“Peace, Not as the World Gives”

John 14:25-31

August 30, 2020

Faith Presbyterian Church – Morning Service

Pastor Nicoletti


We have been in the Gospel of John for some time now. We have taken breaks for major holidays of the church year, and for last Advent.

Being fifty-eight sermons into the Gospel after today, and with still about a third of the book to go, it seems to me that September and maybe a bit of October may be a good time for another break. I am hoping to begin a series on the Book of Ruth starting next Lord’s Day. After that we’ll plan to return to John.

For now, Jesus’s comment on leaving the upper room at the end of chapter fourteen provides a bit of a division in Jesus’s farewell discourse for our breaking point. [Carson, 477-479]

With that said, we turn to John 14:25-31.

Please do listen carefully, for this is God’s word for us this morning.

Jesus said to them:

14:25 “These things I have spoken to you while I am still with you. 26 But the Paraclete, the Holy Spirit, whom the Father will send in my name, he will teach you all things and bring to your remembrance all that I have said to you. 27 Peace I leave with you; my peace I give to you. Not as the world gives do I give to you. Let not your hearts be troubled, neither let them be afraid. 28 You heard me say to you, ‘I am going away, and I will come to you.’ If you loved me, you would have rejoiced, because I am going to the Father, for the Father is greater than I. 29 And now I have told you before it takes place, so that when it does take place you may believe. 30 I will no longer talk much with you, for the ruler of this world is coming. He has no claim on me, 31 but I do as the Father has commanded me, so that the world may know that I love the Father. Rise, let us go from here.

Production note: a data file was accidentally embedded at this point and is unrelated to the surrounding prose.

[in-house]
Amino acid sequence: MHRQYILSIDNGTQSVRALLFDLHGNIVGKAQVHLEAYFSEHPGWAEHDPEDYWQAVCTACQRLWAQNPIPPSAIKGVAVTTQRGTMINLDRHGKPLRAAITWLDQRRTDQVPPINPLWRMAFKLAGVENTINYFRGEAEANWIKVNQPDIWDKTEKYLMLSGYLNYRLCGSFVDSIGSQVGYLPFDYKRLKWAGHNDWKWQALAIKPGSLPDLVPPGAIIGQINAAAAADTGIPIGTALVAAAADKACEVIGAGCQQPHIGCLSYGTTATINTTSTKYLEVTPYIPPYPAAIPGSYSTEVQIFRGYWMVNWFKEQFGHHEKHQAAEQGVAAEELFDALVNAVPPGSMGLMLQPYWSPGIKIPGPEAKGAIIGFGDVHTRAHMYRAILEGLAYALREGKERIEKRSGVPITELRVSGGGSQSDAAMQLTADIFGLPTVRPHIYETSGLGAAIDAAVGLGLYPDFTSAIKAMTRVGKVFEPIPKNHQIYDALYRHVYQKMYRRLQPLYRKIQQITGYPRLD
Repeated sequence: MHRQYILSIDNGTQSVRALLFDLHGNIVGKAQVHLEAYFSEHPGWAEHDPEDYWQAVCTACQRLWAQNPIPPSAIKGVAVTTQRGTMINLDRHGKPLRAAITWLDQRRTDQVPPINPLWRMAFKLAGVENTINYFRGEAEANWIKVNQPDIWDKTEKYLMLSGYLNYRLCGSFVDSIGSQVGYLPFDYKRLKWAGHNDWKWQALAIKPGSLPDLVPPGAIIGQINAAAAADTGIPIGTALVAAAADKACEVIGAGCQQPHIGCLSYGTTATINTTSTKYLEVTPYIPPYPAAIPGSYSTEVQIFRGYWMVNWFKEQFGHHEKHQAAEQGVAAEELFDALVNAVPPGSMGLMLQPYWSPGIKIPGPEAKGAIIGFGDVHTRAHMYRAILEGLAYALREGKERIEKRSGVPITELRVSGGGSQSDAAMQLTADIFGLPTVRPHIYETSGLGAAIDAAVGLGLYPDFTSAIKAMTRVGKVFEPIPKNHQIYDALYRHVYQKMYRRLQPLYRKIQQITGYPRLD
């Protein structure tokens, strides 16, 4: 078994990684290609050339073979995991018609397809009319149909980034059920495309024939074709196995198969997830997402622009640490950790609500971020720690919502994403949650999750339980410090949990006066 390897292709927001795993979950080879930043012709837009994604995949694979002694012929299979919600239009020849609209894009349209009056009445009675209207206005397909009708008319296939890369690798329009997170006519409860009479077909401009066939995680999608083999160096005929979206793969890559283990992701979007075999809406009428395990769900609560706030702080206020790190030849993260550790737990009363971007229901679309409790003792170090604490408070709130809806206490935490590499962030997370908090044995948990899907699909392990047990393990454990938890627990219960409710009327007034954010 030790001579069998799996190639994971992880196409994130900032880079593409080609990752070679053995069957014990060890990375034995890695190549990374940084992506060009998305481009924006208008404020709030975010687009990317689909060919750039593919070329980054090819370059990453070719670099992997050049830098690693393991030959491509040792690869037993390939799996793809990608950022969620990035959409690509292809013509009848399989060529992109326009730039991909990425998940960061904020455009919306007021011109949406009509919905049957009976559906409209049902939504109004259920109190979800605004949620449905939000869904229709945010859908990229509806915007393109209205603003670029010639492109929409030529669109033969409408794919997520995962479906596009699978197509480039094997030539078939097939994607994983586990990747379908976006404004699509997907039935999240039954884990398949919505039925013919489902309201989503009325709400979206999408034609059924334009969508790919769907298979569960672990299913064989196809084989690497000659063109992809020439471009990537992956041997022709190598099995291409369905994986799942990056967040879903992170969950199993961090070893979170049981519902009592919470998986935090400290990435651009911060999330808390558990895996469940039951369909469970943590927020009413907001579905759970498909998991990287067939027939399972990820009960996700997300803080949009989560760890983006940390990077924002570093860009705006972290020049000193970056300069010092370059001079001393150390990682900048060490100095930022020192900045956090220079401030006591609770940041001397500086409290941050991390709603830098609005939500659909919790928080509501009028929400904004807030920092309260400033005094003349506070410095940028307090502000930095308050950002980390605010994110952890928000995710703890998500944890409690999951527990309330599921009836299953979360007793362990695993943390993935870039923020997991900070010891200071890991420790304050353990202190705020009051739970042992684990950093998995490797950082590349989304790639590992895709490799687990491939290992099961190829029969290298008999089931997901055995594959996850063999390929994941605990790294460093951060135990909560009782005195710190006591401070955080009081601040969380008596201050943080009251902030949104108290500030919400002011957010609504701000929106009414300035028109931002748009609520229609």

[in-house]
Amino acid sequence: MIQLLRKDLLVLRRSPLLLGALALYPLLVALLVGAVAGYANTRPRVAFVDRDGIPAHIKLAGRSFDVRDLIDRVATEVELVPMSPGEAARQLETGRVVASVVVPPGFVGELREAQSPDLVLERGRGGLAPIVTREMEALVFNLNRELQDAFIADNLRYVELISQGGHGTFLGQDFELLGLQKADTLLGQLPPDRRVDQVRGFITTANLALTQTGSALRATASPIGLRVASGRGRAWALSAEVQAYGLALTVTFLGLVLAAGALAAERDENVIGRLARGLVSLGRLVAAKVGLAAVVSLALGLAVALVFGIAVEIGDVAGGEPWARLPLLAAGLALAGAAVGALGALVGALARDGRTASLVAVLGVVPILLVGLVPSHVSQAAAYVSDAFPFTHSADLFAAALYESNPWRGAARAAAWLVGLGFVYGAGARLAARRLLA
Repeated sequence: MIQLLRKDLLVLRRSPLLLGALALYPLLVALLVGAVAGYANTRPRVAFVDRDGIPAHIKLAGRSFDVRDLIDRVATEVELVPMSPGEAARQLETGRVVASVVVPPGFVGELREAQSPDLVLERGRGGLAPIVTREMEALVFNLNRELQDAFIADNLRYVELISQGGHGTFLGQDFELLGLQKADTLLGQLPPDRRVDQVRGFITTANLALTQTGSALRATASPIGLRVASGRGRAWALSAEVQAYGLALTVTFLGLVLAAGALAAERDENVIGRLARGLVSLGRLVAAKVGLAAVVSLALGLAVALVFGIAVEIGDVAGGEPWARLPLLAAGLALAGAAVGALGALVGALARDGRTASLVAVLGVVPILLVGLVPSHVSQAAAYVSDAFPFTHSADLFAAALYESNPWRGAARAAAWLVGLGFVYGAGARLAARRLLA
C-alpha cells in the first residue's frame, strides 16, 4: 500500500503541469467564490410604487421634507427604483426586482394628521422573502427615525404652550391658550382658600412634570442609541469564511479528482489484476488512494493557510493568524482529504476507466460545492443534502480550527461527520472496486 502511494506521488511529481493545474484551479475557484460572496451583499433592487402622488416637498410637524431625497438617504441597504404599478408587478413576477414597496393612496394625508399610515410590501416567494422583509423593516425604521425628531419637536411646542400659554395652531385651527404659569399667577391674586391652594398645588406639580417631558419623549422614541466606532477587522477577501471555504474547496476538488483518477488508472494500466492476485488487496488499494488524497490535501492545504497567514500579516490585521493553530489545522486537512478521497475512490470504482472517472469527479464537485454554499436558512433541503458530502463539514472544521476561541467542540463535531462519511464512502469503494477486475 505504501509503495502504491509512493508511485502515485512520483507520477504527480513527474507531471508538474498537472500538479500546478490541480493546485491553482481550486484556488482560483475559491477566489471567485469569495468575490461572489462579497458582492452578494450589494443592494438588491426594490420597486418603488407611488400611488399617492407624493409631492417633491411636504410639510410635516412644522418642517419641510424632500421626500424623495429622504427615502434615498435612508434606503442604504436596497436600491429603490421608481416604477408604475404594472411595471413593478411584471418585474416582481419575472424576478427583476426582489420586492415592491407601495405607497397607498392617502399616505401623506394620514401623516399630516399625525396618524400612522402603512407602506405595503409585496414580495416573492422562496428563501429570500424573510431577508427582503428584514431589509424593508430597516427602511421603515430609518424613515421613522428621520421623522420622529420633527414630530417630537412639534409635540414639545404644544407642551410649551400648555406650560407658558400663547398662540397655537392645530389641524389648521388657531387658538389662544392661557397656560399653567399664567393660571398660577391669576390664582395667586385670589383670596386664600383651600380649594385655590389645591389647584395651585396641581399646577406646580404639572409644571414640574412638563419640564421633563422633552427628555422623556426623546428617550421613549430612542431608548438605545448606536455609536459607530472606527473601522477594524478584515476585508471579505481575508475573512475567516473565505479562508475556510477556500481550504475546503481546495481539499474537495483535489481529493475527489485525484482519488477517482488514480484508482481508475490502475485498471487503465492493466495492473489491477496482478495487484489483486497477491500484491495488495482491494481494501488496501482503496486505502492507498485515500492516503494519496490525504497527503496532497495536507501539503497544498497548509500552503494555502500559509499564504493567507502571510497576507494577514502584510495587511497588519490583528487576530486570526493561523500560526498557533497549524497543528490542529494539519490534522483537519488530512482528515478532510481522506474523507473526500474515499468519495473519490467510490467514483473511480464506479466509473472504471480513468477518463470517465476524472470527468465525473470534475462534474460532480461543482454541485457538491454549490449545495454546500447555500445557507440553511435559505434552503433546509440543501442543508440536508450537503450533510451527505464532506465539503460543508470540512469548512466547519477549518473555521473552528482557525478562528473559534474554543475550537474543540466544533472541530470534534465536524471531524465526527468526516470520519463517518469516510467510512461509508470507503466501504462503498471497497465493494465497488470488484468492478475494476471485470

This is the word of the Lord.  (Thanks be to God.)

“All people are like grass, and all their glory is like the flowers of the field; the grass withers and the flowers fall, but the word of the Lord endures forever.” [1 Peter 1:24-25]

Let’s pray …

Lord, as the psalmist does,